A to Z Challenge – D is for Design

Set design can range from extreme minimalist to building intricate rooms and buildings. I first learned about minimalist when my kids were studying theatre in high school and entering play competitions. Here in the United States high schools and middle schools compete in University Interscholastic League (UIL) competitions, and the sets, costumes and props are all minimalistic. That puts the focus on the actor and his or her ability to portray a character.

Perhaps that is why I have been drawn to plays that call for little set design. I love to watch a character come to life through sheer talent. In our current rehearsals for “Our Town” is has been wonderful to see the characters emerge as the players are no longer just spitting out lines, but making little magical moments happen on stage.

But I digress.

A directors dream is to be invited to the International Thespian Society’s annual festival. Texas Theatre Director Luis Muñoz directed a group of 90-plus students from around the state in the production of “Coram Boy” for the All-State Thespian company, and the show was invited to the national festival.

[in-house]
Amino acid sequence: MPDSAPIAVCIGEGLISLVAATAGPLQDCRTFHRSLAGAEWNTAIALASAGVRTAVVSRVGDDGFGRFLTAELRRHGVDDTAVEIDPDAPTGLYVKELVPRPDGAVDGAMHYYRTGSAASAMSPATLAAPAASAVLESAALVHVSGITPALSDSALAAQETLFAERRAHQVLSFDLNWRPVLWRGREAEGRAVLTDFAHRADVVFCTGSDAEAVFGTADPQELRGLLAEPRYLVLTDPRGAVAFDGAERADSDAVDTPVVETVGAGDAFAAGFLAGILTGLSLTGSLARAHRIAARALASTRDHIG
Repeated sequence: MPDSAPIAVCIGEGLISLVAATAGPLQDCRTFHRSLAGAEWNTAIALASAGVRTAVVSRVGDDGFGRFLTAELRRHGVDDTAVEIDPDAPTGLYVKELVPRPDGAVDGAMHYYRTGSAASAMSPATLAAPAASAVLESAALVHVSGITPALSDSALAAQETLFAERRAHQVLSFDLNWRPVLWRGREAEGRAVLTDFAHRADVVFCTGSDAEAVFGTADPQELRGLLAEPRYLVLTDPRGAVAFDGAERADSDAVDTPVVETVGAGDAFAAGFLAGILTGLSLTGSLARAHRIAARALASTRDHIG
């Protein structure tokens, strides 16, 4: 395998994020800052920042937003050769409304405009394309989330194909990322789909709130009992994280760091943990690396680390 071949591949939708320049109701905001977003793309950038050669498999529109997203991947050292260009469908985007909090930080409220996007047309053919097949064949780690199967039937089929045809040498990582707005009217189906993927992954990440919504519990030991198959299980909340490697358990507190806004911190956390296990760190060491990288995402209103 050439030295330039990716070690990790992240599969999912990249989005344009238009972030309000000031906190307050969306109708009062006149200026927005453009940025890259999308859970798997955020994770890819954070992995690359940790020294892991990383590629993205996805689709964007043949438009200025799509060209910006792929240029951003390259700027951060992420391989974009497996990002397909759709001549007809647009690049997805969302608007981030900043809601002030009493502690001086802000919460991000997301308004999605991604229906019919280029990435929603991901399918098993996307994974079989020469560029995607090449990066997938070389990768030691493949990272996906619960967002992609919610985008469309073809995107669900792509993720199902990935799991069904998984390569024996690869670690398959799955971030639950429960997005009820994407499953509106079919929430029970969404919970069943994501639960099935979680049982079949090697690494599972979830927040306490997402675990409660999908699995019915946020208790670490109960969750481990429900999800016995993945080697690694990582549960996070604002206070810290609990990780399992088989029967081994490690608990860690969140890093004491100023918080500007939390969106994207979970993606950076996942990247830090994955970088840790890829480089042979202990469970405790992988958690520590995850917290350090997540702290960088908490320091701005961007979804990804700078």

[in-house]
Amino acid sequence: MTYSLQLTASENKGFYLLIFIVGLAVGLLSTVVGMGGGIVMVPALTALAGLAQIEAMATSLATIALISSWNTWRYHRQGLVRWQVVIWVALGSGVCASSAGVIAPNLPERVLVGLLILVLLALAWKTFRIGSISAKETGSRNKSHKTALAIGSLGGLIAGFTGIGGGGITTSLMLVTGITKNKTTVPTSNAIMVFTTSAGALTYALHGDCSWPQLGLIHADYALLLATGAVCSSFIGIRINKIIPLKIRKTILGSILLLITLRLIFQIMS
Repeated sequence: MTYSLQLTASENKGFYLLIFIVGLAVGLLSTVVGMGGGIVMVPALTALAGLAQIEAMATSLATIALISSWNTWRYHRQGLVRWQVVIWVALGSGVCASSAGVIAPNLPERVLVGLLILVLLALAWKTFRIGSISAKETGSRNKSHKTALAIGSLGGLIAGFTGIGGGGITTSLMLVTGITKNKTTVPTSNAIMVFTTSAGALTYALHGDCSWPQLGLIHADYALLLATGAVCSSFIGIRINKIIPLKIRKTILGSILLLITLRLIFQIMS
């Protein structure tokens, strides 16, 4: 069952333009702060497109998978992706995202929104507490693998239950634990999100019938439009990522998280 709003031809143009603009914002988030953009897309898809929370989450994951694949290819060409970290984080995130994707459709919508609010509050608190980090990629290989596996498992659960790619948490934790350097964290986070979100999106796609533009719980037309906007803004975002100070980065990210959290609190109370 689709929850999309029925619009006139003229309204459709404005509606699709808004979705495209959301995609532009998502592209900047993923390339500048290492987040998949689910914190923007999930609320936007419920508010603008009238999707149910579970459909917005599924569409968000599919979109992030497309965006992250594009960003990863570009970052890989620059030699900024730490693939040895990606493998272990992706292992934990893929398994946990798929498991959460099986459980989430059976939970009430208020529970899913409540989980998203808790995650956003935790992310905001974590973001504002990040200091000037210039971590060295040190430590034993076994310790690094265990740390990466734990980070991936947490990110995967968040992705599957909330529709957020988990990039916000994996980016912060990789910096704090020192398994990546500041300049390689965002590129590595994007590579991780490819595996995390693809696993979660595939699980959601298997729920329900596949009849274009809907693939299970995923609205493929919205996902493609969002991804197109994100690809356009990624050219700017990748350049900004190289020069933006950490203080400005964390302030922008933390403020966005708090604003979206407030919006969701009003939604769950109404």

Image Courtesy of The Leaguer – UIL Official Publication

This picture from a rehearsal of “Coram Boy” is typical of a bare-stage production for the UIL competitions.

While most of the staging I do is minimalistic, I do appreciate a beautiful set and admire the set designers who can bring a scene to life that way. Doing some online research,I found an article in The Guardian that shows the ten best theatre designs in pictures, and those sets are amazing.

A top set designer is Rae Smith who works as a scene designer for theatrical productions all over the world. For her design of “War Horse” she won a 2011 Tony Award for Best Scene Design.


Having seen the movie, I couldn’t imagine how anyone could have brought those scenes to life on a stage, but that is what a good set designer can do. From this picture, I can see why Smith won the Tony. This is amazing.

When you go to plays do you prefer an intricate set design, or something simple?

2 thoughts on “A to Z Challenge – D is for Design”

  1. I saw Macbeth at Trafalgar Studios recently and it had a pretty minimalist set design with some doors, a few chairs and something that could be used as a table. It was brilliant because the focus was completely on the actors. However I also love productions like Les Mis with complicated sets, so I think it all depends on the play.

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